Evidence FOR Practice Lance, Keith Curry, Marcia J. Rodney, and Bill Schwarz The impact of school libraries on academic achievement: A research study based on responses from administrators in Idaho. School Library Monthly 26 (9):
Evidence FOR Practice Job-embedded Professional Development Professional Learning Communities The single most effective way in which principals can function as staff development leaders is providing a school context that fosters job- embedded professional development (DuFour 2001, 14–15). DuFour, Rick In the right context: The effective leader concentrates on a foundation of programs, procedures, beliefs, expectations, and habits. Journal of Staff Development 22 (1):
Evidence FOR Practice Reading Comprehension Strategy Instruction Multiple Researchers, including: Biancarosa, Gina, and Catherine E. Snow. Blachowicz, Camille, and Donna Ogle. Fisher, Douglas, and Nancy Frey Pressley, Michael RAND Reading Study Group Sweet, Anne
Research indicates that reading comprehension strategies should be explicitly taught and modeled at all grade levels (Biancarosa & Snow, 2006; Blachowicz & Ogle, 2008; Pressley, 2006; RAND, 2002; Sweet & Snow, 2003). These strategies can be effectively taught through modeling in which adults and more proficient peers share the metacognitive processes involved in comprehending text.
Specific strategies can be taught one at a time, over time, so that readers can begin to self-regulate their use and apply these strategies in their independent reading (Biancarosa & Snow, 2006; Blachowicz & Ogle, 2008; Pressley, 2006; RAND, 2002; Sweet & Snow, 2003). However, there is little evidence that this type of direct instruction is actually occurring in classrooms (Pressley, 2006).
Summative Assessments State reading assessments are increasingly dominated by skills such as the ability to infer; to identify an authors bias or persuasive techniques; to support interpretations or main ideas with evidence from the text; and to summarize, synthesize, analyze, and evaluate. Schmoker, M. (2006). Results Now: How We can Achieve Unprecedented Improvements in Teaching and Learning. Alexandria, VA: ASCD, p. 40. These skills align with indicators from AASLs Standards for the 21 st - Century Learner :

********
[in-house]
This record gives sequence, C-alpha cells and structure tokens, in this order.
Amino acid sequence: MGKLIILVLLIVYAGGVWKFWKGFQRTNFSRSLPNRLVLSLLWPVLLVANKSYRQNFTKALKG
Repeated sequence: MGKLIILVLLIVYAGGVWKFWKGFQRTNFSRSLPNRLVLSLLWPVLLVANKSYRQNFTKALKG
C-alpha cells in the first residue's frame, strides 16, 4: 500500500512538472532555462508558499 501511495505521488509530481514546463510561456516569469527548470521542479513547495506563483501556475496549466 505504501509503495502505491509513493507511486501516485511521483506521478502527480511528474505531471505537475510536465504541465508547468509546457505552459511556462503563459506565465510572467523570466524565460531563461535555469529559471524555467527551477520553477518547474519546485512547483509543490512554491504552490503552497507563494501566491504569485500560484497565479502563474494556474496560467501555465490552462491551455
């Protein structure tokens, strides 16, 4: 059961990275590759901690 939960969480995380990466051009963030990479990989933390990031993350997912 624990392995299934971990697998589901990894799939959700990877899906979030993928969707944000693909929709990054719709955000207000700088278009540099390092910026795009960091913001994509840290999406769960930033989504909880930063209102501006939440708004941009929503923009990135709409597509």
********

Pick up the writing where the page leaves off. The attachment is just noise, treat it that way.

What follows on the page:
Research-based Instructional Strategies Three Areas of Expertise for Specialists from Collaborative Strategies for Teaching Reading Comprehension
Evidence FOR Practice Research-based Instructional Strategies Marzano, Pickering, and Pollock (2001) Summary in CS4TRC, page 13. Identifying Similarities and Differences (45) Summarizing and Note Taking (34) Non-linguistic representations (27) Cooperative learning (27) Setting objectives and providing feedback (23) Questions, cues, and advance organizers (22)
Evidence IN Practice How do we gain access to students prior understandings? Test scores? How do we generate locally-produced data? Why it is important for librarians to engage in this level of instruction?
Evidence IN Practice Through collaborative planning, classroom teachers and librarians share students background or prior knowledge and applicable summative assessment data. By administering pre-and post-tests or formative assessments and by collecting artifacts, coteachers document evidence of student learning.
Evidence IN Practice Formative Assessment Tools: Rubrics; Checklists; Learning artifacts; Reflections; Educator observation; Self-reports and self-assessments. Formative assessments are used by educators to guide, monitor, and modify instruction.